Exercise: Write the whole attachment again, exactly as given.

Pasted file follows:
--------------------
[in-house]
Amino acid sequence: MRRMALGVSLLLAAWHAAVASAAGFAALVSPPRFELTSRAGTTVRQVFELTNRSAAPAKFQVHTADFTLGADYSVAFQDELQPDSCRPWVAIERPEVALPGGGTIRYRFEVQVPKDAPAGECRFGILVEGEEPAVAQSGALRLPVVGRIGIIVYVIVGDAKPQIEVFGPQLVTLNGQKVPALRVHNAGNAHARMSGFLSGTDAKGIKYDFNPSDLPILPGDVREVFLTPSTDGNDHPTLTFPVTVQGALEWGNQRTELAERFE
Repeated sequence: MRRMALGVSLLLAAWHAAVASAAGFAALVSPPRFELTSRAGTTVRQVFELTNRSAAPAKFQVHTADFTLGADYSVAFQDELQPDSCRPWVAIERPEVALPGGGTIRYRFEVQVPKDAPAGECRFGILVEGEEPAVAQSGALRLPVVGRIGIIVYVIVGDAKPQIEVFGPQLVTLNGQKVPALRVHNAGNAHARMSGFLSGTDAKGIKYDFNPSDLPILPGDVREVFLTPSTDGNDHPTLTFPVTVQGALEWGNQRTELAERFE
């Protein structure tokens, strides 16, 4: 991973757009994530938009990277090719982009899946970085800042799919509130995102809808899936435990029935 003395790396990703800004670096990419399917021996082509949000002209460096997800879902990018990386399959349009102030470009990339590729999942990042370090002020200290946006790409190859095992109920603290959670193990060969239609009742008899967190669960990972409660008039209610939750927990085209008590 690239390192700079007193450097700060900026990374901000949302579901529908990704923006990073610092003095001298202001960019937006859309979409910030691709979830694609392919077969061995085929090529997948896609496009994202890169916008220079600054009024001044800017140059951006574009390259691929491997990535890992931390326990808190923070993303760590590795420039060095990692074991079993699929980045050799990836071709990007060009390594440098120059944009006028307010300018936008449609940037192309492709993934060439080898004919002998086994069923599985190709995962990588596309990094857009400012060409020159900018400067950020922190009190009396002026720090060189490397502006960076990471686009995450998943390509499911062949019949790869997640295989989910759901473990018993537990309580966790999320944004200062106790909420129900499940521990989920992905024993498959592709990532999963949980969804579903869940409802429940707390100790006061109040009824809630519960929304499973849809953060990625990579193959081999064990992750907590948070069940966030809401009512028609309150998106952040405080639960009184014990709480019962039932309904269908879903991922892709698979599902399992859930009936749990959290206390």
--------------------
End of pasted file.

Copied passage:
[in-house]
Amino acid sequence: MRRMALGVSLLLAAWHAAVASAAGFAALVSPPRFELTSRAGTTVRQVFELTNRSAAPAKFQVHTADFTLGADYSVAFQDELQPDSCRPWVAIERPEVALPGGGTIRYRFEVQVPKDAPAGECRFGILVEGEEPAVAQSGALRLPVVGRIGIIVYVIVGDAKPQIEVFGPQLVTLNGQKVPALRVHNAGNAHARMSGFLSGTDAKGIKYDFNPSDLPILPGDVREVFLTPSTDGNDHPTLTFPVTVQGALEWGNQRTELAERFE
Repeated sequence: MRRMALGVSLLLAAWHAAVASAAGFAALVSPPRFELTSRAGTTVRQVFELTNRSAAPAKFQVHTADFTLGADYSVAFQDELQPDSCRPWVAIERPEVALPGGGTIRYRFEVQVPKDAPAGECRFGILVEGEEPAVAQSGALRLPVVGRIGIIVYVIVGDAKPQIEVFGPQLVTLNGQKVPALRVHNAGNAHARMSGFLSGTDAKGIKYDFNPSDLPILPGDVREVFLTPSTDGNDHPTLTFPVTVQGALEWGNQRTELAERFE
């Protein structure tokens, strides 16, 4: 991973757009994530938009990277090719982009899946970085800042799919509130995102809808899936435990029935 003395790396990703800004670096990419399917021996082509949000002209460096997800879902990018990386399959349009102030470009990339590729999942990042370090002020200290946006790409190859095992109920603290959670193990060969239609009742008899967190669960990972409660008039209610939750927990085209008590 690239390192700079007193450097700060900026990374901000949302579901529908990704923006990073610092003095001298202001960019937006859309979409910030691709979830694609392919077969061995085929090529997948896609496009994202890169916008220079600054009024001044800017140059951006574009390259691929491997990535890992931390326990808190923070993303760590590795420039060095990692074991079993699929980045050799990836071709990007060009390594440098120059944009006028307010300018936008449609940037192309492709993934060439080898004919002998086994069923599985190709995962990588596309990094857009400012060409020159900018400067950020922190009190009396002026720090060189490397502006960076990471686009995450998943390509499911062949019949790869997640295989989910759901473990018993537990309580966790999320944004200062106790909420129900499940521990989920992905024993498959592709990532999963949980969804579903869940409802429940707390100790006061109040009824809630519960929304499973849809953060990625990579193959081999064990992750907590948070069940966030809401009512028609309150998106952040405080639960009184014990709480019962039932309904269908879903991922892709698979599902399992859930009936749990959290206390």